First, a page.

After the generation of the initial database of the geometrical characteristics of adobe dwellings representative of the city of Cusco, a group of synthetic buildings was created by means of Monte Carlo simulations. The assessment of the seismic vulnerability of the synthetic building required determining the capacity curves associated with in-plane and out-of-plane loading conditions. For this purpose, it was necessary to define additional uncertain parameters related to mechanical properties of the material and additional variables required for the estimation of in-plane and out-of-plane capacity curves. Using a group of seismic records, it was possible to obtain the seismic demand. Finally, fragility curves were computed by comparing such capacity curves to the demand. A flowchart of the methodology used for the derivation of fragility curves is illustrated in Figure 7.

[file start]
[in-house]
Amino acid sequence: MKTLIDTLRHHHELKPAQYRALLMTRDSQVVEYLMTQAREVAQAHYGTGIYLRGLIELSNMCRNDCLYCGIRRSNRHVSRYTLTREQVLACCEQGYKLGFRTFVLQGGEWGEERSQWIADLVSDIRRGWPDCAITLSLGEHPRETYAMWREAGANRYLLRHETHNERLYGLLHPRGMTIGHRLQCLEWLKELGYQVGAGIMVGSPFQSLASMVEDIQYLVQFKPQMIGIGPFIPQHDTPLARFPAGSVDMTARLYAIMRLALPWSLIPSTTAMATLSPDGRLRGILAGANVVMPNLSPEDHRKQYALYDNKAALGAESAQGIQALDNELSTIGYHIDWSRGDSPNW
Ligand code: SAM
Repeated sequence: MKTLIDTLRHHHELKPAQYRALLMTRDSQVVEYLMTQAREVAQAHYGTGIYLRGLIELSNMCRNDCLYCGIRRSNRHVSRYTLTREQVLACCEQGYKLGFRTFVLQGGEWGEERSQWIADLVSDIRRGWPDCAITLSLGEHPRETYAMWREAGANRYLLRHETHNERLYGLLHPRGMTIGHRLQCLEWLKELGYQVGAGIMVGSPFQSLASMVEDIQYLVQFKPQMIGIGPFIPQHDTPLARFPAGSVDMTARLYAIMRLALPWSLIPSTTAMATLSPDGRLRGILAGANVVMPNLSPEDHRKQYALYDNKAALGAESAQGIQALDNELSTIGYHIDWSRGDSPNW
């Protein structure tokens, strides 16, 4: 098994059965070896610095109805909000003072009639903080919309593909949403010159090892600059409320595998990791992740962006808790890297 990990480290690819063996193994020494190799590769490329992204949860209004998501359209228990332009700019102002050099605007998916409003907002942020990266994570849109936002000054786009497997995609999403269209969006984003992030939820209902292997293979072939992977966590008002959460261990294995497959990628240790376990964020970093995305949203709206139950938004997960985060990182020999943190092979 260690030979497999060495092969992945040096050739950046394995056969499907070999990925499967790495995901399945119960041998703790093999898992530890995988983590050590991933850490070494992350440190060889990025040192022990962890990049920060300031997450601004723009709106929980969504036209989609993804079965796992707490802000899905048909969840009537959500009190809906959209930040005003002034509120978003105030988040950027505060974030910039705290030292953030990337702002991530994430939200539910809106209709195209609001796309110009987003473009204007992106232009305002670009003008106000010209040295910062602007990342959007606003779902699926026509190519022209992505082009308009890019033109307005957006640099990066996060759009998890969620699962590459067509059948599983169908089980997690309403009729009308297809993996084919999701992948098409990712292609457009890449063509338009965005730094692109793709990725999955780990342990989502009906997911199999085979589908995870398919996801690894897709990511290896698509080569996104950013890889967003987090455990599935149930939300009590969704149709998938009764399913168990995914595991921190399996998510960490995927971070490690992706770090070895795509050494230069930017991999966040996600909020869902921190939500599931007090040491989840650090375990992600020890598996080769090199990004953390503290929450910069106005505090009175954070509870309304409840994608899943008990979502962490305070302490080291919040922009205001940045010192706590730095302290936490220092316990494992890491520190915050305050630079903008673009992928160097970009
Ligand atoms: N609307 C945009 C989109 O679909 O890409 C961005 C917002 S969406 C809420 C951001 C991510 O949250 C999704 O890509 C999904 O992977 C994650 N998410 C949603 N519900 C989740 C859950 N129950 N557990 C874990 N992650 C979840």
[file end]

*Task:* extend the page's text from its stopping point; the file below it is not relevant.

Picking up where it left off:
FIGURE 7
www.frontiersin.org

Figure 7. Flowchart of the process used for the derivation of fragility functions.

Determination of Capacity Curves